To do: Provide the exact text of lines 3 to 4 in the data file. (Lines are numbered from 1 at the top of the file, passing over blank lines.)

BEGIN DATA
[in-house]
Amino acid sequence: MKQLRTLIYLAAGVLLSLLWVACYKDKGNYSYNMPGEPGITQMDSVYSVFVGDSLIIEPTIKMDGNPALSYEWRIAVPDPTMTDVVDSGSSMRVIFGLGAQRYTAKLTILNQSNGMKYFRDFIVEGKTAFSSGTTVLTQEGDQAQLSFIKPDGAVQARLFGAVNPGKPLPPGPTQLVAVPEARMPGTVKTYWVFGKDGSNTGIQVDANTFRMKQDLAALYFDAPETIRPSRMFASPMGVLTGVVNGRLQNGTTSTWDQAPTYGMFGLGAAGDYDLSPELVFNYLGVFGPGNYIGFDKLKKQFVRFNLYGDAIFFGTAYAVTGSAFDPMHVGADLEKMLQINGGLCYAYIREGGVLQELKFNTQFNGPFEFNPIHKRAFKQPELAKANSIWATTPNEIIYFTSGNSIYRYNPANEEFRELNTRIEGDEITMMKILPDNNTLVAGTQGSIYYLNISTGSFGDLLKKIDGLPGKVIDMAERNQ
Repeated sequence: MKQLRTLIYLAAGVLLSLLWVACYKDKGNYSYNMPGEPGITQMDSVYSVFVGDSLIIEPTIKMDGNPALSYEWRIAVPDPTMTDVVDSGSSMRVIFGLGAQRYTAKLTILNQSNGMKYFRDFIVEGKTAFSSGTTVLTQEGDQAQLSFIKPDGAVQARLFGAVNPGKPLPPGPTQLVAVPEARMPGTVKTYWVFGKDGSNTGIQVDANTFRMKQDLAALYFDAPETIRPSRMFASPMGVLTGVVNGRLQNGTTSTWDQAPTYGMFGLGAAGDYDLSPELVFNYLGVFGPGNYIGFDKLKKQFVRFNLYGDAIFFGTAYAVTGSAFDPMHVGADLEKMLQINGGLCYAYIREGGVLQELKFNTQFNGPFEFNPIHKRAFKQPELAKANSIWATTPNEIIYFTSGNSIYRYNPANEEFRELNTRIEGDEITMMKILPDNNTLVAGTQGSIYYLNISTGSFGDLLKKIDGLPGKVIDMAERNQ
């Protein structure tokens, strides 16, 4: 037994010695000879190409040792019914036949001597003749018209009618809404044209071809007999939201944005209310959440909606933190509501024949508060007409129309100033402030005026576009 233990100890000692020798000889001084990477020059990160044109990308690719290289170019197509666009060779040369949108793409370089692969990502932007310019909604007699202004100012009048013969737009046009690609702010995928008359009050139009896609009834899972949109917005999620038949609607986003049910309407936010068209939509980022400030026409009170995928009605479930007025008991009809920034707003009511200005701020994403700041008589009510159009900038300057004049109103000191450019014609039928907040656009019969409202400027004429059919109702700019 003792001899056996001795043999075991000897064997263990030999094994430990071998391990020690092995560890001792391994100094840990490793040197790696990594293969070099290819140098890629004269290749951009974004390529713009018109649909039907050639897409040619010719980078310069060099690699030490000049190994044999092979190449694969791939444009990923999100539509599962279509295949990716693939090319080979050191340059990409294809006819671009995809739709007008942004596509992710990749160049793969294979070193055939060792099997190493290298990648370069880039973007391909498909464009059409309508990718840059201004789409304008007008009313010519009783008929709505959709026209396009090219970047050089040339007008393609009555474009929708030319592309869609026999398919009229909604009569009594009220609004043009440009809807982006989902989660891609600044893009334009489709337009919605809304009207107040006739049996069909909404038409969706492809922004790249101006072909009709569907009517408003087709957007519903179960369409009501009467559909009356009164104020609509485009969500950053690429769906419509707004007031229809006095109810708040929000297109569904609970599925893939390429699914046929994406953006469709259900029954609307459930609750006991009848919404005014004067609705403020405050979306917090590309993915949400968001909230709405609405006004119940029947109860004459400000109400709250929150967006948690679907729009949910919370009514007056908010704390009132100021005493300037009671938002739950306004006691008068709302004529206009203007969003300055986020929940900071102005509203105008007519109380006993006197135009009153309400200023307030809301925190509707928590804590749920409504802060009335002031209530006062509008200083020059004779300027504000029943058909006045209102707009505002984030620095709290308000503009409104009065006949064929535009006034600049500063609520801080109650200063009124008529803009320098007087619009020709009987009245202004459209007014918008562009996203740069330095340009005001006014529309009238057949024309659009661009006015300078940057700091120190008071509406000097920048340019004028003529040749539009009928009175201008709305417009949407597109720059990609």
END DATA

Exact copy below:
Repeated sequence: MKQLRTLIYLAAGVLLSLLWVACYKDKGNYSYNMPGEPGITQMDSVYSVFVGDSLIIEPTIKMDGNPALSYEWRIAVPDPTMTDVVDSGSSMRVIFGLGAQRYTAKLTILNQSNGMKYFRDFIVEGKTAFSSGTTVLTQEGDQAQLSFIKPDGAVQARLFGAVNPGKPLPPGPTQLVAVPEARMPGTVKTYWVFGKDGSNTGIQVDANTFRMKQDLAALYFDAPETIRPSRMFASPMGVLTGVVNGRLQNGTTSTWDQAPTYGMFGLGAAGDYDLSPELVFNYLGVFGPGNYIGFDKLKKQFVRFNLYGDAIFFGTAYAVTGSAFDPMHVGADLEKMLQINGGLCYAYIREGGVLQELKFNTQFNGPFEFNPIHKRAFKQPELAKANSIWATTPNEIIYFTSGNSIYRYNPANEEFRELNTRIEGDEITMMKILPDNNTLVAGTQGSIYYLNISTGSFGDLLKKIDGLPGKVIDMAERNQ
């Protein structure tokens, strides 16, 4: 037994010695000879190409040792019914036949001597003749018209009618809404044209071809007999939201944005209310959440909606933190509501024949508060007409129309100033402030005026576009 233990100890000692020798000889001084990477020059990160044109990308690719290289170019197509666009060779040369949108793409370089692969990502932007310019909604007699202004100012009048013969737009046009690609702010995928008359009050139009896609009834899972949109917005999620038949609607986003049910309407936010068209939509980022400030026409009170995928009605479930007025008991009809920034707003009511200005701020994403700041008589009510159009900038300057004049109103000191450019014609039928907040656009019969409202400027004429059919109702700019 003792001899056996001795043999075991000897064997263990030999094994430990071998391990020690092995560890001792391994100094840990490793040197790696990594293969070099290819140098890629004269290749951009974004390529713009018109649909039907050639897409040619010719980078310069060099690699030490000049190994044999092979190449694969791939444009990923999100539509599962279509295949990716693939090319080979050191340059990409294809006819671009995809739709007008942004596509992710990749160049793969294979070193055939060792099997190493290298990648370069880039973007391909498909464009059409309508990718840059201004789409304008007008009313010519009783008929709505959709026209396009090219970047050089040339007008393609009555474009929708030319592309869609026999398919009229909604009569009594009220609004043009440009809807982006989902989660891609600044893009334009489709337009919605809304009207107040006739049996069909909404038409969706492809922004790249101006072909009709569907009517408003087709957007519903179960369409009501009467559909009356009164104020609509485009969500950053690429769906419509707004007031229809006095109810708040929000297109569904609970599925893939390429699914046929994406953006469709259900029954609307459930609750006991009848919404005014004067609705403020405050979306917090590309993915949400968001909230709405609405006004119940029947109860004459400000109400709250929150967006948690679907729009949910919370009514007056908010704390009132100021005493300037009671938002739950306004006691008068709302004529206009203007969003300055986020929940900071102005509203105008007519109380006993006197135009009153309400200023307030809301925190509707928590804590749920409504802060009335002031209530006062509008200083020059004779300027504000029943058909006045209102707009505002984030620095709290308000503009409104009065006949064929535009006034600049500063609520801080109650200063009124008529803009320098007087619009020709009987009245202004459209007014918008562009996203740069330095340009005001006014529309009238057949024309659009661009006015300078940057700091120190008071509406000097920048340019004028003529040749539009009928009175201008709305417009949407597109720059990609």